The North Carolina Value-Added Cost Share program this week announced the recipients of its 2012 equipment cost share awards.
A grape smoothie is just one of many products with powerful potential, thanks to a CALS partnership with muscadine growers.
N.C. State University’s North Carolina Value-Added Cost Share (NCVACS) program provided more than $100,000 in matching funds to help N.C. agricultural producers apply for and secure nearly $1.2 million in U.S. Department of Agriculture (USDA) grants. The USDA last week announced the recipients of its Value-Added Producer Grant (VAPG), eight of which are N.C. businesses that were assisted by NCVACS.
Economic development was in the air, as Piedmont Food and Agriculture Processing Center was dedicated in October. After years of planning, the Orange County facility opened its doors, giving small food producers access to space and equipment they need to develop their small businesses.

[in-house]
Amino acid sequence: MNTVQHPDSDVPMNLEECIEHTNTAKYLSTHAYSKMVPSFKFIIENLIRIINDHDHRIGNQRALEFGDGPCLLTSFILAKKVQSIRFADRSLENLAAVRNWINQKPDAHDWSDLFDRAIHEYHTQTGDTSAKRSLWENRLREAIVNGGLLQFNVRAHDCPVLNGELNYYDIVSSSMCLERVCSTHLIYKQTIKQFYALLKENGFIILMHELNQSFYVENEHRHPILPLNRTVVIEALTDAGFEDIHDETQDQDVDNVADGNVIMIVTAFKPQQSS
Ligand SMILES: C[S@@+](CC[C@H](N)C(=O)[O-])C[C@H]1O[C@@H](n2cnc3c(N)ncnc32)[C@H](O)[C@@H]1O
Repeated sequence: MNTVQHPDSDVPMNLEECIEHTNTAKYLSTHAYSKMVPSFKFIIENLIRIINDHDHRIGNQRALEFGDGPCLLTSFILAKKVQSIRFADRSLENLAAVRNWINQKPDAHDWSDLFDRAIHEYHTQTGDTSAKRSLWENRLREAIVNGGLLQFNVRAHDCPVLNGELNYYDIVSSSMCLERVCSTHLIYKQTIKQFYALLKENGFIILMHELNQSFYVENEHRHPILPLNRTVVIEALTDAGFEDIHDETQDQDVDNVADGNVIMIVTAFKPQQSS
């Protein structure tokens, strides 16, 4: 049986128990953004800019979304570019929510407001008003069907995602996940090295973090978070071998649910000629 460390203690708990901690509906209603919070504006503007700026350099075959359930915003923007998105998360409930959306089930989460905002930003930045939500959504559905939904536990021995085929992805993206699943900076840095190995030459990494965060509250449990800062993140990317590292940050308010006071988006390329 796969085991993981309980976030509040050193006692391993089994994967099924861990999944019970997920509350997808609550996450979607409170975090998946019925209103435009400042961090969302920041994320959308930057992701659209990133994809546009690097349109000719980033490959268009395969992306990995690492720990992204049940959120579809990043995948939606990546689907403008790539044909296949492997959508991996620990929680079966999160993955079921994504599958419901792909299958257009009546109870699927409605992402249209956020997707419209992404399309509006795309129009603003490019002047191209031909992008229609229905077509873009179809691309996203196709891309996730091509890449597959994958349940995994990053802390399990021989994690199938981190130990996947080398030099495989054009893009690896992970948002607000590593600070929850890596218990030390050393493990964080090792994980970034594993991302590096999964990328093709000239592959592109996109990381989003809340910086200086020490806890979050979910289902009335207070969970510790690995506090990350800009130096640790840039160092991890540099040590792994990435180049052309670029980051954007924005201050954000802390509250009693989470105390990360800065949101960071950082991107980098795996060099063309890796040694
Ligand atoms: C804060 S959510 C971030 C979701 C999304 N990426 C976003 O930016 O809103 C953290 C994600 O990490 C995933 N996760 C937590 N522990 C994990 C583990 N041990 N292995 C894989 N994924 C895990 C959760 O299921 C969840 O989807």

North Carolina is the leading state when it comes to producing both sweet potatoes and tobacco, and a new N.C. State University research project is designed to build on both strengths to create new markets for farmers. The Sweet Potato Dehydration Project is exploring ways to use tobacco-curing barns to dry sweet potatoes for use in pet food and animal feed.
On Aug. 2, Gov. Beverly Perdue announced a package of programs, the Family Farm Innovation Fund, to help North Carolina farmers rebound from the recession.